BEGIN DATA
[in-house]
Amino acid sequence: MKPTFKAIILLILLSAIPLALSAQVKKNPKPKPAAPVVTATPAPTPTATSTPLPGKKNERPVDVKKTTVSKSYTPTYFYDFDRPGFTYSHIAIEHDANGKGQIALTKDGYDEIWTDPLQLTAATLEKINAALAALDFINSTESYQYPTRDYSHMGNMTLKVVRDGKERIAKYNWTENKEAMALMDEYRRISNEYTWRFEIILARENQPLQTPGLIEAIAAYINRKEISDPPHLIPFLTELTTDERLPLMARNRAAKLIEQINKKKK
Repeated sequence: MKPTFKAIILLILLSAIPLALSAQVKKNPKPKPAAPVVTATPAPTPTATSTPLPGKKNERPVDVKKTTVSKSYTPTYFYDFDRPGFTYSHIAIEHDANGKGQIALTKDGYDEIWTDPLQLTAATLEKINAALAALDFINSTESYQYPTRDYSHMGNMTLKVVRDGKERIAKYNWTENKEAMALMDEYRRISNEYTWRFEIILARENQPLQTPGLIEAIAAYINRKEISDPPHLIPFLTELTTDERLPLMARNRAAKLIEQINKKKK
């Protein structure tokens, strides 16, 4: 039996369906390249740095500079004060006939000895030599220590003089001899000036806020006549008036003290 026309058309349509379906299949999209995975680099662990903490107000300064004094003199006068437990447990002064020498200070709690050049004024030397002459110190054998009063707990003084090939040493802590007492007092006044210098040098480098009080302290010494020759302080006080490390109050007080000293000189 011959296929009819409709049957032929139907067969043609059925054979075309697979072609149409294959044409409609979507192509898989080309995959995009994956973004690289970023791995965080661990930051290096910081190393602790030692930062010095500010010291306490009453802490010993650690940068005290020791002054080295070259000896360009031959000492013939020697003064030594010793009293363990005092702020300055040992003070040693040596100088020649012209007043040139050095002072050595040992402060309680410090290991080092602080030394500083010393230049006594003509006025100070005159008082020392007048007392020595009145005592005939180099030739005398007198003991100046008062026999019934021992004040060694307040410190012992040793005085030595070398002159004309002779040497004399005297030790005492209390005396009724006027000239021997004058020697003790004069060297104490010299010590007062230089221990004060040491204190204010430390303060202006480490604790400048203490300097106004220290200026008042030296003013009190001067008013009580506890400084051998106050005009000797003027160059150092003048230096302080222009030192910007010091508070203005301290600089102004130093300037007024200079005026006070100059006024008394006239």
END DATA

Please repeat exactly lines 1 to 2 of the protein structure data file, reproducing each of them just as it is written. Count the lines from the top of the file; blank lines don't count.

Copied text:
[in-house]
Amino acid sequence: MKPTFKAIILLILLSAIPLALSAQVKKNPKPKPAAPVVTATPAPTPTATSTPLPGKKNERPVDVKKTTVSKSYTPTYFYDFDRPGFTYSHIAIEHDANGKGQIALTKDGYDEIWTDPLQLTAATLEKINAALAALDFINSTESYQYPTRDYSHMGNMTLKVVRDGKERIAKYNWTENKEAMALMDEYRRISNEYTWRFEIILARENQPLQTPGLIEAIAAYINRKEISDPPHLIPFLTELTTDERLPLMARNRAAKLIEQINKKKK